The following year, this happened.  Another first round upset to another “B” team—the Bradley Braves. Two promising years.  Two early exists.  Two performances more embarrassing than being seen at a movie theater on a Friday night with Lennay Kukua.  

If there’s one thing the Jayhawks have learned from these experiences, it’s to heed the killer “B”s— not to be confused with the “Killa Bees” or anything related to the Wu-Tang Clan.  And you should heed them too—the killer “B”s, not the Wu-Tang Clan.  Well, perhaps the Wu-Tang Clan on occasion as well, but not all the time.  Anyway, I digress.

You may ask, “Dane, why should I heed the killer ‘B’s?”  My response: Prosperity.  In other words (according to an internet thesaurus), fortune, wealth, riches, luxury, and—my personal favorite—gravy train.  To off-quote Jerry Maguire, the killer “B”s will “Show you the money!”  Of course, I am talking about winnings from NCAA Bracket Pools. 

The Man, the Myth, The Legend - Marshall Henderson

If you've followed college basketball at all this year, you may be aware that we are witnessing the most hated player on a basketball court since JJ Redick. I am of course talking about the legendary shooting guard from Ole Miss, Marshall Henderson.

Marshall looks like he was plucked straight out of the trailer park - and to be honest, he probably was. Need proof? He was arrested in high school for trying to buy weed with counterfeit money! He lives for pissing off other players and taunting every student section in the country. And he's damn good at it:

Tuesday, March 19, 2013

The Tweener: March Madness Edition

On February 26 I wrote an inaugural Tweener column.  It's that time of the week again, only this time with a March Madness theme! Here are this issue's quick hitters:

  • My family was in town over the weekend for the beginning of my sisters' spring break. We spent one night out at my aunt and uncle's house, where we played Dilbert: The Board Game. Modeled after the cartoon, the point of the game is basically to be a corporate employee: avoid work at all costs, ruin your boss's happiness, and maximize your time in the bathroom.  I am so ashamed to admit this next part: the laziness this game requires reminded me of Rick Barnes. Yes, the Longhorns finished another season without an offensive or defensive scheme, riding their confused coach to a 16-17 record. The worst part? Rick Barnes probably won't even get fired The Longhorns still have to play in the post-season College Basketball Invitational. How they got invited I'll never know. But here's to you, Rick Barnes, and the success you'll have eating ice cream and working in the corporate world should you receive your due punishment.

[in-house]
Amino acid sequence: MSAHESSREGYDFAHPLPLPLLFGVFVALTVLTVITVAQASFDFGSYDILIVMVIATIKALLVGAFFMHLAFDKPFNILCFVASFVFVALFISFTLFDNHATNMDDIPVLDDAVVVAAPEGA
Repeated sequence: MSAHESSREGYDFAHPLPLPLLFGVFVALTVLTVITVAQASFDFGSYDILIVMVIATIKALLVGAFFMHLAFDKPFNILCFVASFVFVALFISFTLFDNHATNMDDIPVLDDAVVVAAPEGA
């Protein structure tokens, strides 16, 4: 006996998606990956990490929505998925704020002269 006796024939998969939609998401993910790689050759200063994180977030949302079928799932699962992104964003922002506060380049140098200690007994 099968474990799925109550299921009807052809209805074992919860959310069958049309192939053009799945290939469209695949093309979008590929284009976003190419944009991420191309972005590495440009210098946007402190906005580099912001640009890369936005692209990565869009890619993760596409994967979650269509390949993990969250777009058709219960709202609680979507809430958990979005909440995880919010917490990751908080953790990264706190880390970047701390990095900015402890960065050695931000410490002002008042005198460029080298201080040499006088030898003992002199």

Om nom nom nom nom

Sunday, March 17, 2013

Obscure NBA Player of the Week: Chris Douglas-Roberts

Each week at Volume Shooters, we highlight an NBA player, past or present, who doesn't spend much time in the spotlight but is nonetheless a valuable cog in his team's quest for the championship. This week, we are writing each of our regular posts with a March Madness theme, which provided the inspiration for this week's Obscure NBA Player.

Most college basketball fans remember the 2007-2008 NCAA Tournament for a few main storylines - Davidson's incredible tournament run behind Stephen Curry's magic, Mario Chalmers' game saving shot, and a superstar freshman playing for Memphis by the name of Derrick Rose. But did you know that Rose was not the leading scorer for Memphis that year? He also wasn't the only Memphis Tiger player to be selected in the 2008 NBA draft. No, the leading scorer during Memphis's 30-win season was this guy: